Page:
Flash fiction: The Watchers


In the early part of the twenty-first century there were people who believed we were being watched keenly and closely by intelligences greater than man’s; those people were dismissed as loons, quacks who went out to New Mexico and watched for the Grays to emerge from Area 51.

At the time, I thought such people were at the very least misinformed, pretty damn weird, and probably sold jars of lime Gatorade to tourists believing they were buying alien urine. So it goes.

***

In my late forties I decided to begin taking a morning constitutional on the advice from the books of health gurus—to some these gurus are quacks as well—and on one of these walks, on a crisp cloudless October morning, in a quaint middle-class neighborhood west of my flat, I passed by a nice red-brick house of a family I knew only slightly, when I heard a slight rustling from their hedges.

I stopped and listened, thinking it was only a squirrel or a bird, or perhaps a lizard. But the sunlight dappling through the shade tree in the front yard revealed something else—an azure sparkle through the leaves. At first I dismissed it as perhaps some piece of trash, a beer can perhaps, caught in the leaves.

Later, after we knew the truth of the mattter, some who saw the pictures I took with my camera phone said they heard hissing in the night sky. Others heard nothing, but reported a mass of comets sho0ting through the sky,  an unusual enough phenomenon little reported by the media, which was too busy analyzing Kanye West’s decision to go into fashion design.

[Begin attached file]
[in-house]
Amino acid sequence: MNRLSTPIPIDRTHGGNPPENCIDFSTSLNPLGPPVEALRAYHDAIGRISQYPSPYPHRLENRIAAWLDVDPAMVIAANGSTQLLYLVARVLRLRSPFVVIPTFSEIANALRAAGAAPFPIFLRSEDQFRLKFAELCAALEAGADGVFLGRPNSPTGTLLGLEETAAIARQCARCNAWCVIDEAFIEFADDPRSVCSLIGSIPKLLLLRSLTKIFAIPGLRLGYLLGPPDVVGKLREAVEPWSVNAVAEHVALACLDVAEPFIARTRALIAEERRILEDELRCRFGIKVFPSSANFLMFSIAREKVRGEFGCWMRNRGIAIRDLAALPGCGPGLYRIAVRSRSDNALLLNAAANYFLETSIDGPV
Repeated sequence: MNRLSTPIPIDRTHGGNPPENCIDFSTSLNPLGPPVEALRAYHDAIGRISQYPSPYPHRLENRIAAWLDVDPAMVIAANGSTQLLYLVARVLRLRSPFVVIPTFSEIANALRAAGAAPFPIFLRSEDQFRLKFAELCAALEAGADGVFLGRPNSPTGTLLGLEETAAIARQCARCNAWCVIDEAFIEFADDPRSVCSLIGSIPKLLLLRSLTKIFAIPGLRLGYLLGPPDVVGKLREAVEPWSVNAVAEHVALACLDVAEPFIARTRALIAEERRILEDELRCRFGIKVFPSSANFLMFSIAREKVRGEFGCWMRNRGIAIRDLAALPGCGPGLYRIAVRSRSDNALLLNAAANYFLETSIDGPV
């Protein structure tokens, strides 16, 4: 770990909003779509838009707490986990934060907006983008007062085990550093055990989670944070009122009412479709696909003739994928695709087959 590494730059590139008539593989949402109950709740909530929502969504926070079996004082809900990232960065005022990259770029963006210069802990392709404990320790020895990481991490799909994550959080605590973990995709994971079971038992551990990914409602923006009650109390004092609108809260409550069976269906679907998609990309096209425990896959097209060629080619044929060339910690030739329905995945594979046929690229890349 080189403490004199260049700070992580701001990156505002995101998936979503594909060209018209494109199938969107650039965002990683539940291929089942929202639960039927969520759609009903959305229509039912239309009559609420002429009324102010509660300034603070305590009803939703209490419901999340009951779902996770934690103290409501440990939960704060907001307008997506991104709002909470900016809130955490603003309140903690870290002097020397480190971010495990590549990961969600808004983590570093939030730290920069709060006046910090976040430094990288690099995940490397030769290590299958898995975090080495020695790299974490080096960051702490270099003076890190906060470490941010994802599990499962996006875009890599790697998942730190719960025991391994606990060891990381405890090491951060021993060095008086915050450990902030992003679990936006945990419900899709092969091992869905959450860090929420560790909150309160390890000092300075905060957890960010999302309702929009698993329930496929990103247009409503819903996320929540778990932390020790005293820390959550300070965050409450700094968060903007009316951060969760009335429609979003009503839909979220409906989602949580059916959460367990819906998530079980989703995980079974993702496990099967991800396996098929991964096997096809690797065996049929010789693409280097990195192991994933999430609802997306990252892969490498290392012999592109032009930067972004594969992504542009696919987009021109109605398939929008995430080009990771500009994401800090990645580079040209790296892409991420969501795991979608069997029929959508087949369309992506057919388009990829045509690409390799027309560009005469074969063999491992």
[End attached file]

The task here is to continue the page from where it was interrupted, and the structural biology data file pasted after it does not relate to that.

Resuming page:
Anyhow, I started on my way once more, but then the rustling in the hedges erupted again. I stopped and turned and watched. Something was rising steadily above the leaves and limbs. I brought my camera into focus.

A glowing blue globe peeked from over the edge of the hedge. I trembled but felt compelled to approached, almost as if the Thing were laying some kind of Jedi-mindtrick on me.

The Thing rose silently. There were no visible means of propulsion. Clearly, a technology superior to any on Earth—as far a we know (who, after all, really knows just what the frak is going on at Area 51).

I moved closer. It hovered in place over the hedge. I saw no massive hole, no sign of impact whatsoever. It made no threatening moves, no sound, but I knew better. I knew from sci-fi flicks that nothing good could come of this.

I knew the invasion was on, and at the moment, was its only witness on this too quiet street . . .

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2 thoughts on “Flash fiction: The Watchers

  1. As much as anything it was a writing exercise after a vigorous morning walk. And a parody/homage to H.G. Wells, one of many influential writers in my writing. Maybe a reflection on weird lawn ornaments. Or perhaps it’s memoir?

    Anyhow, thanks Richard.

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